CASP4 mRNA expression levels predicted the prognosis of patients with esophageal squamous cell carcinoma treated with surgical resection. (A) Kaplan-Meier overall survival curves based on CASP4 expression levels in the discovery set. *The survival profiles were available for 75/78 patients. (B) Overall survival curves based on CASP4 expression levels in the validation set. The survival profiles were available for all 79 patients. Overall survival was calculated from the date of surgical resection to date of death/final follow-up. Survival curves were analyzed using the log-rank test. CASP4, caspase-4.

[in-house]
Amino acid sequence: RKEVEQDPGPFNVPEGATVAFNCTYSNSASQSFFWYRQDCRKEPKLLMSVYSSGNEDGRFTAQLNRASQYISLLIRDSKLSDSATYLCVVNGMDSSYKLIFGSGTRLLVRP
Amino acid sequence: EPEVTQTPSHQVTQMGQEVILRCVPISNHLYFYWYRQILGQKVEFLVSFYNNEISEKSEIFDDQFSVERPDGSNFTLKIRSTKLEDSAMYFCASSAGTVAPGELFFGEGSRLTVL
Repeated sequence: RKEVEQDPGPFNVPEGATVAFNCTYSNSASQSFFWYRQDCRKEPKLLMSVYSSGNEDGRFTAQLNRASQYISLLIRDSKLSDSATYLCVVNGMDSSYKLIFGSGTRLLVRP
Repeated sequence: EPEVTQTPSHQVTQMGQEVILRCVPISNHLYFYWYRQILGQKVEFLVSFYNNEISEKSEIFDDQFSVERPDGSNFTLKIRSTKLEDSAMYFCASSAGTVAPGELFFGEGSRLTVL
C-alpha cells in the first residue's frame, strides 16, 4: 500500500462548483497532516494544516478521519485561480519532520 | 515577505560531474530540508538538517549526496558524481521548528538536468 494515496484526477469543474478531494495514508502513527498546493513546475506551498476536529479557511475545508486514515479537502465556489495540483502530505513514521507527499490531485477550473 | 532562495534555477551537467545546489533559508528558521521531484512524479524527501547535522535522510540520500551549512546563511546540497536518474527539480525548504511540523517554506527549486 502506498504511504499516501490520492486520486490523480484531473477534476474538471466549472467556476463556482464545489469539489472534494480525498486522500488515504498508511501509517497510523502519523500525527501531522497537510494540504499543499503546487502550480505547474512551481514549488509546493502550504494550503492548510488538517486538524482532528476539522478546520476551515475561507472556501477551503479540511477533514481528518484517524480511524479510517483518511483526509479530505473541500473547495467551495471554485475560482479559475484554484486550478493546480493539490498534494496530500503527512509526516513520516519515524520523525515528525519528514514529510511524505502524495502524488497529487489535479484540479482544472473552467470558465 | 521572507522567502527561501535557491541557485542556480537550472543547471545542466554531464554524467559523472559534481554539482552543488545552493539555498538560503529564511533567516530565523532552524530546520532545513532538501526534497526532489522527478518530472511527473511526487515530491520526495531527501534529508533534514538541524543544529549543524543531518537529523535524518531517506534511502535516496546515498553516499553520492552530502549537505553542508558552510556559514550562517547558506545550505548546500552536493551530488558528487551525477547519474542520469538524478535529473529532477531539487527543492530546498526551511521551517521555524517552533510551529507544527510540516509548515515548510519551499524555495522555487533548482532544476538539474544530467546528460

The current study demonstrated that the downregulation of CASP4 expression levels is associated with ESCC progression. The gene expression and copy number profiles of clinical tissue samples were analyzed using a bioinformatics approach and demonstrated that the copy number loss of CASP4 was associated with the decreased expression levels of CASP4 observed in ESCC. The CASP4 low expression group had a poor prognosis, compared with the CASP4 high expression group; these results were reproducible in each clinical ESCC cohort. These results suggest that CASP4 may function as a tumor-suppressor gene and may be a useful biomarker for predicting the prognosis in ESCC.